Pablo Piantanida (Full Professor, Laboratoire des Signaux et Systèmes – CentraleSupélec, CNRS, Université Paris-Saclay) ran a Seminar@SystemX online, on the following topic “Information-Theoretic Methods for Secure Machine Learning“, on December 15, 2021.
This event was part of the Confiance.ai scientific seminar series.
Deep learning models are known to be bad at signalling failure: These probabilistic models tend to make predictions with high confidence, and this is problematic in real-world applications to critical systems such as healthcare, self-driving cars, among others, where there are considerable safety implications, or where there are discrepancies between the training data and data at testing time that the model makes predictions on. There is a pressing need both for understanding when models predictions should (or should not) be trusted, detecting out-of-distribution examples and adversarial attacks, and in improving model robustness to natural changes in the data.
Another difficulty arises from many applications based on training data that include potentially sensitive information, e.g., lifestyle choices, medical diagnoses, purchase logs of sensitive items, genetic markers, or bio-metric features, which need to be kept confidential and not revealed to clients or customers. However, once trained, the software is typically made available to third parties, either directly, by selling the software itself, or indirectly, by allowing it to be queried. This access can be used to extract sensitive information about the training data, which is still present, hidden in a large number of parameters determining the trained model, raising a fundamental question about how much information can be, at least partially, extracted from trained software.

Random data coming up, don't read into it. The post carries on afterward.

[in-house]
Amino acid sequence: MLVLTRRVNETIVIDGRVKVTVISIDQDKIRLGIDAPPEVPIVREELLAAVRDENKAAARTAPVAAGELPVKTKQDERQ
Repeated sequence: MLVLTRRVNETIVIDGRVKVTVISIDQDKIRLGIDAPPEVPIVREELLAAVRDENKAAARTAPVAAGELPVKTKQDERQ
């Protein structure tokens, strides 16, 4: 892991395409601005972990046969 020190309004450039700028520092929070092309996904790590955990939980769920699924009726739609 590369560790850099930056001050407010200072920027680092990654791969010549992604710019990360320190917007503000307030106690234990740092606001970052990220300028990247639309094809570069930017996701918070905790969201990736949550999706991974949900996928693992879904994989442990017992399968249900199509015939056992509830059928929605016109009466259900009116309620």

In this lecture, we will give an overview of those fundamental problems and key tasks. Namely, we examine model uncertainty and calibration, simple but still effective methods for detecting misclassification errors, detecting out-of-distribution and adversarial examples, improving robustness in deep learning, and novel tools to understand and quantify the information leakage of trained software. We will describe information-theoretic methods from fundamentals to state-of-the-art approaches, by going into a deep dive into promising avenues and will close by highlighting open challenges in the field.
Pablo Piantanida received the B.Sc. and the M.Sc. degrees in electrical engineering and mathematics from the University of Buenos Aires, Argentina, and the Ph.D. degree from Université Paris-Sud, Orsay, France, in 2007. He is currently Full Professor with the Laboratoire des Signaux et Systèmes (L2S) at CentraleSupélec together with CNRS and Université Paris-Saclay. He is also an associate member of Comète – Inria research team (Lix – Ecole Polytechnique). Pablo Piantanida is co-author of more than 45 indexed journals and more than 150 papers in international conference proceedings. He has served as the General Co-Chair for the 2019 IEEE International Symposium on Information Theory (ISIT). He served as an Associate Editor for the IEEE Transactions on Information Forensics and Security and Editorial Board of Section “Information Theory, Probability and Statistics” for Entropy, and served as Area Chair for several conferences in the fields of information theory and machine learning. His research interests include information theory, machine learning, security of learning systems (safety AI, privacy, fairness), and applications to computer vision, health, natural language processing, among others.